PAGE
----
The Mitsubishi Lancer
Mitsubishi Lancer History
Mitsubishi Lancer Design
The name 'Lancer' comes from the long, pointed lances used by soldiers in medieval Europe. The Lancer car's styling was intended to keep the car as sharp and aerodynamic as possible. A long 'aero' nose gave the car superior drag resistance. It had a ‘tumblehome’ (a narrowing of the body in the upper parts for greater stability) and a ‘turn under’ (a curvature towards the underside). It used a ‘monocoque’ body structure for strength.
The Lancer was powered by engines using Mitsubishi Clean Air technology. And it became the first car in 1973 to be certified by the US Environment Protection Agency as having a low-pollution engine.
The Lancer was designed to make even long drives comfortable. It had a tilt-adjust steering column, a 45L fuel tank, all-season ventilation, disc brakes and a vacuum servo (also known as a power booster or power brake) to assist the braking force applied by the driver.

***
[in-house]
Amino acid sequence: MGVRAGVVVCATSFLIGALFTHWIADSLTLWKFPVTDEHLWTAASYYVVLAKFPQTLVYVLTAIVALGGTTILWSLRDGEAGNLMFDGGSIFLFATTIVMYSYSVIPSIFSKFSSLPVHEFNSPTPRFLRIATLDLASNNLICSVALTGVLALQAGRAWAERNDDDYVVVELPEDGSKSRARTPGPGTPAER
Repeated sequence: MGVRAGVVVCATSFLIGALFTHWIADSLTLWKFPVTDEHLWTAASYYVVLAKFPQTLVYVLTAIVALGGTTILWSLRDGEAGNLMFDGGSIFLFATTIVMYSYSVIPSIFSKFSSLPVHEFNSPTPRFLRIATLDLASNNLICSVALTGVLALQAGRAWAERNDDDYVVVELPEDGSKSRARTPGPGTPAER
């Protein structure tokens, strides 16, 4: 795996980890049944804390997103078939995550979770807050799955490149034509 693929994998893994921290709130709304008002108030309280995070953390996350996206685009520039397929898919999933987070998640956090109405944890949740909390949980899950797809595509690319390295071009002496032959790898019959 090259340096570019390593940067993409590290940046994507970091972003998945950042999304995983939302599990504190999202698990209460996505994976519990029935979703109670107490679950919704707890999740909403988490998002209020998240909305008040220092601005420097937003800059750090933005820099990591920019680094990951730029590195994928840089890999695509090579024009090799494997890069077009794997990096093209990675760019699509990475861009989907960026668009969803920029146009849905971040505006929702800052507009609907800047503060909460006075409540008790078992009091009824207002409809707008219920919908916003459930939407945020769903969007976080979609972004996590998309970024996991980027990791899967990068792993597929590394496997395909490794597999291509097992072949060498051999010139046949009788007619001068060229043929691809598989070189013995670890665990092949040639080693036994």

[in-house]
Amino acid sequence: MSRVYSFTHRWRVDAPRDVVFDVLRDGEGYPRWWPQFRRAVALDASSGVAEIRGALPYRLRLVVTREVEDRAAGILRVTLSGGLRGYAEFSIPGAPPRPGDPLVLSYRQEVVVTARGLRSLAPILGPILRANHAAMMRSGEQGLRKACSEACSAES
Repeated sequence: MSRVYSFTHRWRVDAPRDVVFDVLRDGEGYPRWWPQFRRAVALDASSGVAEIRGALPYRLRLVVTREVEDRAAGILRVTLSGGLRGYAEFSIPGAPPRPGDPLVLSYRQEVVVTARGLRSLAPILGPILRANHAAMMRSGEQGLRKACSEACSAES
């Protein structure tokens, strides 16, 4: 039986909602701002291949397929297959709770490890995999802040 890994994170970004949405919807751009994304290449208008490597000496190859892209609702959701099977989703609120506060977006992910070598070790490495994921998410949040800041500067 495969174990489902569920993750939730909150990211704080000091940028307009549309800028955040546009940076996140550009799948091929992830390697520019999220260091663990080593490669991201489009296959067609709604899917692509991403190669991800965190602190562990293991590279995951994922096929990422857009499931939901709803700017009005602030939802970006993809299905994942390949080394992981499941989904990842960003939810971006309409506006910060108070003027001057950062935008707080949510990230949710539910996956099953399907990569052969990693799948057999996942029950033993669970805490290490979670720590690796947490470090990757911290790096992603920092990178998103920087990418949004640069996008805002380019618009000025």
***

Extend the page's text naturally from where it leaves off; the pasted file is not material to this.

Mitsubishi Lancer Rally Wins
Mitsubishi Lancer Legacy
The 1973 Lancer was just the start of a long story. Many models and innovations have followed. The Lancer Celeste was a coupé launched in 1975, followed by the Lancer EX in 1979. The name ‘EX’ came from ‘exceed’ as this car was developed to an "optimised size, optimised quality" concept.
It didn't end there. The Lancer family was just the start of a long list of cars displaying Mitsubishi’s trademark innovation. From the world-first Silent Shaft technology, to today’s pioneering new Outlander: the first car in series production from a major manufacturer whose architecture has been designed from the outset to accommodate either Internal Combustion Engines or Plug-in Hybrid Electric drivetrains. Lancer was a start of the journey, but we’ve never stopped moving forward.